Tuesday 26 March 2013


The greater our faith, the more we are freed from the tyranny of our feelings and external circumstances.

Tossed about in the storm, Pi, the main character in the Award-winning movie, Life of Pi, questioned why God had allowed him to be shipwrecked for so long. It seemed chances of being rescued were grim. Later, he landed in an island paradise filled with meerkats and realised that God had been with him through it all, preserving his life and meeting all his needs, even though there were times when he was truly perplexed. 

When adversity strikes and we are unable to cope, our feelings tell us that God is far away.

Our external circumstances tell us that we are in deep trouble. It is as if we are tossed about by the waves in a turbulent sea.

But we need to have faith in God’s promise that He will never fail or forsake us (Hebrews 13:5).

Faith should overrule our feelings and external circumstances.


Now what is the difference between true faith and positive thinking? Positive thinking is “free floating”; it is not hitched to something solid whereas faith is focused on an object – a fact.

Faith rests in God’s word – to be exact, in God’s character and the promises in His word.

Faith can also rest in a defining moment in our lives when God’s reality touched us, just like how He touched Moses’ life.

Moses was born a Jew but later adopted into Pharaoh’s family. He had all the privileges inherent in his position as prince of Egypt – servants at his beck and call, access to the best libraries and tutors, sumptuous feasts and all kinds of entertainment to indulge his senses.

What made him identify with his humble background and not the palatial world of splendour, power and riches? What made him give up all these benefits of royalty and become a fool in the eyes of the world?

I believe the burning bush experience – when God called him to lead the Jews out of Egypt – left an indelible mark in his life. It was this watershed experience in his life that made him see things differently. What he valued and lived for changed dramatically. Forsaking riches, honour and pleasure, and risking the wrath of Pharaoh, he chose to lead the Israelites out from Egypt in obedience to God. He lived for ‘as yet unseen’ rewards because he knew that the God who called him is faithful and will honour his faith.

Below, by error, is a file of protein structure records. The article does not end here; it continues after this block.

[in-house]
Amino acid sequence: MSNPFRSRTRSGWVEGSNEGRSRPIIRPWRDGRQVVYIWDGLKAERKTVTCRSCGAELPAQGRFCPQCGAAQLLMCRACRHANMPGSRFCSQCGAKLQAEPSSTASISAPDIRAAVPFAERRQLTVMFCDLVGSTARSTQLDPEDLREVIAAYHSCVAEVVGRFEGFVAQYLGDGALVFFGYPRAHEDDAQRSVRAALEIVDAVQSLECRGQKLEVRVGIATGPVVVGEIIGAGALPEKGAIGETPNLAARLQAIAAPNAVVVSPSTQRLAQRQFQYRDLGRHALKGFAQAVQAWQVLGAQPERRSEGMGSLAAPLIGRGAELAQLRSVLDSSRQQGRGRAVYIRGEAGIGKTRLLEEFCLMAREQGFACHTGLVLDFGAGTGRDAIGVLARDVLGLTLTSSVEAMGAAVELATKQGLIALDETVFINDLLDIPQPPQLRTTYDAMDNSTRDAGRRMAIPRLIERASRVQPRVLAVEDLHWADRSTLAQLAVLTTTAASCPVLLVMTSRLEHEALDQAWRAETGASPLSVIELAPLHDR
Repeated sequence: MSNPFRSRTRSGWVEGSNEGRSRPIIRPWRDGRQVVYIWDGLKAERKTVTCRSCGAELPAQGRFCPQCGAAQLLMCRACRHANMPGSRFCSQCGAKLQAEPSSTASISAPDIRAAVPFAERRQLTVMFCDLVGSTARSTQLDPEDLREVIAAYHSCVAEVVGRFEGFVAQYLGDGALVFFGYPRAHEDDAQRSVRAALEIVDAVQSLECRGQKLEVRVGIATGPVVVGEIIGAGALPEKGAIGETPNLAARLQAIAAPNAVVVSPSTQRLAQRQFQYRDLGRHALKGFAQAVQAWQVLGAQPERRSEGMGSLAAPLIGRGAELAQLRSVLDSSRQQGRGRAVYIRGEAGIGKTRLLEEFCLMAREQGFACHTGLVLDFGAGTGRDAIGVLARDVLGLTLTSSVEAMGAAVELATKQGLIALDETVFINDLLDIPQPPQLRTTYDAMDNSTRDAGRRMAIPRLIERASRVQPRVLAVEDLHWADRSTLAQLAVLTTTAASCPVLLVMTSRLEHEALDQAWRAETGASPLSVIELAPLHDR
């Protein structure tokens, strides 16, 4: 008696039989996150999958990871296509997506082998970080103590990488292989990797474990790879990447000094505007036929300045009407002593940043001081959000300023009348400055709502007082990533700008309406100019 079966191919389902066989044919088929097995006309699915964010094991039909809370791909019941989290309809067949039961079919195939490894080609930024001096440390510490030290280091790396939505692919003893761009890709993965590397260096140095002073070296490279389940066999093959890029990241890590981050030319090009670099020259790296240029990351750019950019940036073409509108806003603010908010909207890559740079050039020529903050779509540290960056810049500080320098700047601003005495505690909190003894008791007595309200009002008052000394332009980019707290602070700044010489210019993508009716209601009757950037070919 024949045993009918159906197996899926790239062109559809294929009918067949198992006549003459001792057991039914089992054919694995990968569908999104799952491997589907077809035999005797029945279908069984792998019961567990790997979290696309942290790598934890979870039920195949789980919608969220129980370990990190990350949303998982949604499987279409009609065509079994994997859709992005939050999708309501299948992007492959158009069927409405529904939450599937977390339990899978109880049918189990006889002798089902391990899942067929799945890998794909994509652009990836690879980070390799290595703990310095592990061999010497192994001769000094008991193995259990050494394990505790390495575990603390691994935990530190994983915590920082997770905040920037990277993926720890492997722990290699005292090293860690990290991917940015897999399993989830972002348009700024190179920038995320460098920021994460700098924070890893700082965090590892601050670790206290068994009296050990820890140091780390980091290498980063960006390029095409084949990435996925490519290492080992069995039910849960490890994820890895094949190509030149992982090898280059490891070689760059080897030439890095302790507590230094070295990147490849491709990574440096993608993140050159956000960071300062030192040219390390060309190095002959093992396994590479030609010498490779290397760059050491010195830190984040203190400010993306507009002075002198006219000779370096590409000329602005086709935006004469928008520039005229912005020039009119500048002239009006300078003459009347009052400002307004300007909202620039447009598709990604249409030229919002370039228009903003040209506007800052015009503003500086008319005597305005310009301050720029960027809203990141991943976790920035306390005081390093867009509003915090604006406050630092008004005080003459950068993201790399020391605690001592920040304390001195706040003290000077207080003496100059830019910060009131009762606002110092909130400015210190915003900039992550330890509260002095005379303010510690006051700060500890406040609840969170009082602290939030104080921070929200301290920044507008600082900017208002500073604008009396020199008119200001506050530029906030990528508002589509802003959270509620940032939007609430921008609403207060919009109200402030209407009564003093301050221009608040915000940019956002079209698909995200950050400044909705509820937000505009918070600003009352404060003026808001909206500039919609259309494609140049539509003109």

“By faith Moses, when he had grown up, refused to be known as the son of Pharaoh’s daughter. He chose to be mistreated along with the people of God rather than to enjoy the fleeting pleasures of sin. He regarded disgrace for the sake of Christ as of greater value than the treasures of Egypt, because he was looking ahead to his reward. By faith he left Egypt, not fearing the king’s anger; he persevered because he saw him who is invisible” (Hebrews 11:24-27).

Now one might reason, “Hey that’s Moses, I am not him and God has not showed up in a burning bush experience to me.”

Well, we can all grow in faith. If we earnestly seek him, go deep into His Word and obey Him:

  • “You will seek me and find me when you seek me with all your heart” (Jeremiah 29:13).
  • “So then faith comes by hearing, and hearing by the word of God” (Romans 10:17).
  • “He that has my commandments, and keeps them, he it is that loves me: and he that loves me shall be loved of my Father, and I will love him, and will manifest myself to him” (John 14:21).

As we continue to draw near to God, He will draw near to us and make Himself real to us. Let us leave it to His sovereign will whether He chooses to manifest Himself to us in a spectacular way or not.

But even if He does not, He works in quiet and mysterious ways, affirming, guiding and blessing us as we walk by faith.

They say faith is like a muscle. At first we believe God for small things. One day, when our faith grows so big, it may even move mountains.

The greater our faith, the more we are freed from the tyranny of our feelings and external circumstances.


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